African Minkisi and American Culture
African Minkisi have been used for hundreds of years in West Central Africa, This area where they are traditionally from was once known as the kingdom of Kongo, when Europeans started settling and trading with the BaKongo people. Kongo was a well-known state throughout much of the world by the sixteenth and seventeenth centuries. The BaKongo, however, had probably long used minkisi before ethnographers and anthropologists ever recorded them. Minkisi are complex items that are used to heal and to harm people, and there is no equivalent term for nkisi in any European language. A seventeenth century Dutch geographer first wrote of the nkisi, and said that, “These Ethiopians [that is, the BaKongo] call moquisie [minkisi] everything in which resides, in their opinion, a secret and incomprehensible virtue to do them good or ill, and to reveal event of past and future” (Williams, 13). The term illness, in this context, is quite different than what we refer to illness. Illness, to the BaKongo, meant anything from sickness, to loss of property, and the inability to succeed in things like school and work. . “The perpetual struggle with the unseen forces that cause illness and misfortunes was (and is) called “war” in Kongo” (MacGaffey, 98). A war is ended when one side of the struggle proves that they have better magic. The objects themselves are extremely complex, and most of them require hours of, “painstaking labor to construct” (MacGaffey, 33). “All minkisi, whether in the form of wooden figures, snail shells, raffia bags, or clay pots, are containers for “medicines” that empowers them” (MacGaffey, 43). “The usual containers included the shells of large snails, antelope horns, cloth bags, gourds, and clay pots. Although minkisi in museums are usually wooden figurines and statues, containers of this kind may well have been the minority” (MacGaffey, 63). Without medicines, the minkisi are nothing, they are not alive, nor can they perform their functions. “To BaKongo, all exceptional powers result from some sort of communication with the dead” (MacGaffey, 59). Chiefs, witches, diviners/prophets, and magicians could all do this, especially through and with the help of the minkisi. There are rules and ways of doing things with them, to them, that exemplify so many aspects of Kongo cultu...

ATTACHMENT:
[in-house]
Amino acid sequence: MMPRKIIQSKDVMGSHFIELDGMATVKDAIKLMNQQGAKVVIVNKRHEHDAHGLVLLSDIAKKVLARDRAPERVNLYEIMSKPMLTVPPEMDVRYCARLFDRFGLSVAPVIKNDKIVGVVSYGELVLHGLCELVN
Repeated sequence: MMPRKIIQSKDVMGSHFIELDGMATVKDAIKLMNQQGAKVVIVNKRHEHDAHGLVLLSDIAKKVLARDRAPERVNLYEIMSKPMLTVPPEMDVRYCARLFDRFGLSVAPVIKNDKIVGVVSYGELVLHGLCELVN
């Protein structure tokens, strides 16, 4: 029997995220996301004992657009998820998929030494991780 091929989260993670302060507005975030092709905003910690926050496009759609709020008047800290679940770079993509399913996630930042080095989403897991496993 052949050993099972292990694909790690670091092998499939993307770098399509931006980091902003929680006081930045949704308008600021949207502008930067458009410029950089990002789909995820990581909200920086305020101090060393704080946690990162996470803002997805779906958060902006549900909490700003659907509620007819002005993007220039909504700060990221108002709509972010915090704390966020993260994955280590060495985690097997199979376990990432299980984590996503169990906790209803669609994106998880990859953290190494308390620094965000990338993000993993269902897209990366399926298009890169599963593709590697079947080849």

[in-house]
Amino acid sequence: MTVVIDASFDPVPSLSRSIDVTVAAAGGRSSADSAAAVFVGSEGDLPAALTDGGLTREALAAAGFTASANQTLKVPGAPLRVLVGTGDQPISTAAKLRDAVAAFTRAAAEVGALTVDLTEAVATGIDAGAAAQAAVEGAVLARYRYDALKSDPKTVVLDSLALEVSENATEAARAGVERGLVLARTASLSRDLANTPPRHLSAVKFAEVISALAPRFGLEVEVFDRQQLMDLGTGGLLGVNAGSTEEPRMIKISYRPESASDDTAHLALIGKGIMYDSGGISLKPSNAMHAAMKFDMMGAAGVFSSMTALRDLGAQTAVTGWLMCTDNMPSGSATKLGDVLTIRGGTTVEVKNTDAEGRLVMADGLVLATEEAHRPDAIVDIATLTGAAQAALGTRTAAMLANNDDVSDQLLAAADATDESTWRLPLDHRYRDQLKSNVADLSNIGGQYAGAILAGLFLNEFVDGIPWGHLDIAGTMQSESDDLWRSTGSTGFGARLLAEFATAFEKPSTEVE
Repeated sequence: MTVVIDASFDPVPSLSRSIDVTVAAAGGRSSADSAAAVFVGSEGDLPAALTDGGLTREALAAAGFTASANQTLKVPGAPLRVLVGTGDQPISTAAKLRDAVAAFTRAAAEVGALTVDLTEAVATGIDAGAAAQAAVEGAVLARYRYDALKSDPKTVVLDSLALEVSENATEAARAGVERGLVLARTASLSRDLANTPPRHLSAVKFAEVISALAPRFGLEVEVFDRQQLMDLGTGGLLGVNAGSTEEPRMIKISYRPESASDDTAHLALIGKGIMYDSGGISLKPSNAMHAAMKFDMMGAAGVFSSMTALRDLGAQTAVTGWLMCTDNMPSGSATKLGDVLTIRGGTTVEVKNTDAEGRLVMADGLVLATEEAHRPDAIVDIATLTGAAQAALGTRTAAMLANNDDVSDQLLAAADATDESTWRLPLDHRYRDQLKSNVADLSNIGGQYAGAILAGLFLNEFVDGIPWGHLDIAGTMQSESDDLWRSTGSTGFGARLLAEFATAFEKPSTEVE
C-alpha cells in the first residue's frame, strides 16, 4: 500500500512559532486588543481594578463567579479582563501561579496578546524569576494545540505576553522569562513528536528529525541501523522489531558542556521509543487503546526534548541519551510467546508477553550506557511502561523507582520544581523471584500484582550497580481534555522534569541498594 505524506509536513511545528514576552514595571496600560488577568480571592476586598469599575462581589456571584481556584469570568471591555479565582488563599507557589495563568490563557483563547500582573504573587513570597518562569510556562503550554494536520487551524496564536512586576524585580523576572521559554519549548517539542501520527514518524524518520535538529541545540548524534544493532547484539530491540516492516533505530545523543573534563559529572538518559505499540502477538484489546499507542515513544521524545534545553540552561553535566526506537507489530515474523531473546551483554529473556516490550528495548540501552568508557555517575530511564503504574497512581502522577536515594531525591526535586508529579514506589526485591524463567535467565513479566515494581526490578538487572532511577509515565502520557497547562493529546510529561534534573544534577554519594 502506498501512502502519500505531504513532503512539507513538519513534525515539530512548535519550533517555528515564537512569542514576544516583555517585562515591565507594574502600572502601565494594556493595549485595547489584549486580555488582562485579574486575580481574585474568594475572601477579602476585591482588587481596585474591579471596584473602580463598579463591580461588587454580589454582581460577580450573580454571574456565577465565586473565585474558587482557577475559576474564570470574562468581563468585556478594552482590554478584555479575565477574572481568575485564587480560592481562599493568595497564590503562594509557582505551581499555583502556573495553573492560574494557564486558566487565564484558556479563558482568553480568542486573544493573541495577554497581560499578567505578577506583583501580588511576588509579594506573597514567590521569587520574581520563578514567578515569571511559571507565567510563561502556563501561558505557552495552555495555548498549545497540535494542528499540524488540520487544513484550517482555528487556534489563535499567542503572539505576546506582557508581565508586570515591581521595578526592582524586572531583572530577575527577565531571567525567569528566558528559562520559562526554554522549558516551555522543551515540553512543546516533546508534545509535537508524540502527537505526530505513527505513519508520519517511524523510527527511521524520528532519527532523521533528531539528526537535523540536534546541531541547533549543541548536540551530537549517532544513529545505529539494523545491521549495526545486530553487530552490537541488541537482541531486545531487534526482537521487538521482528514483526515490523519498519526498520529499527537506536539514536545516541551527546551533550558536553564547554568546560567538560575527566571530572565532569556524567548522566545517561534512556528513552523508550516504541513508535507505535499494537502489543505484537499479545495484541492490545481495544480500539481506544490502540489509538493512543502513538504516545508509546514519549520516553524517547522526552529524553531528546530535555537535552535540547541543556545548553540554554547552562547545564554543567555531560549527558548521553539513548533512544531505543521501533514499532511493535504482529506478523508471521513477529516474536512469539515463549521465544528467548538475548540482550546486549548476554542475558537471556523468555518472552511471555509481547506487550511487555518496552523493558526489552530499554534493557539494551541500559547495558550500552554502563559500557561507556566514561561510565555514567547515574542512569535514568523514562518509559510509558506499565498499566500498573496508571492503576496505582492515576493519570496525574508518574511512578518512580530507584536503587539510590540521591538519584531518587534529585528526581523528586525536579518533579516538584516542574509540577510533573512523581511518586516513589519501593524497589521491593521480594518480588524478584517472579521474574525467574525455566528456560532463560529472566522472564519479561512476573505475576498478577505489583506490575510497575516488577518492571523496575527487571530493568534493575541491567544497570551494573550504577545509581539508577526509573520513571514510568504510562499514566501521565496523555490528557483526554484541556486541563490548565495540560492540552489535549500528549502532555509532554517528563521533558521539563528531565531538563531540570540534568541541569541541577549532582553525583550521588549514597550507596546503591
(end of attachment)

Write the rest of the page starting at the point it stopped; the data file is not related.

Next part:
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...t, with a mirror-stoppered cow horn of clairvoyance (vititi mensu), musical instruments used in sacred ritual, and elaborate beaded artwork.
A red flag with protective signs hangs on the wall behind the nkisi to protect the altar, its owner and his family from harm.
The basic Kongo cosmogram is a cross within a circle, dikenga, that is a symbolic chart of the voyage of the soul. As a miniature of the sun, the soul is thought to have four moments -- birth, efflorescence, fading and the return in the dawn of a coming day. Triangles, diamonds, spirals, or crisscrosses denote this cyclical movement. The soul, which is thought by the Bakongo to reside in the forehead, is often represented in diamond form and can be seen on many African masks. The exhibition includes such masks -- 19th century Punu, Teke (Tsaaye), and Chokwe masks, and a 20th century Vili mask ringed with feathers. In addition, a fully feathered Mardi gras "Wild Man" costume from New Orleans, reminiscent of Kongo feather masks and headdresses worn by healers, is a living example of the creolized Kongo traditions found in the United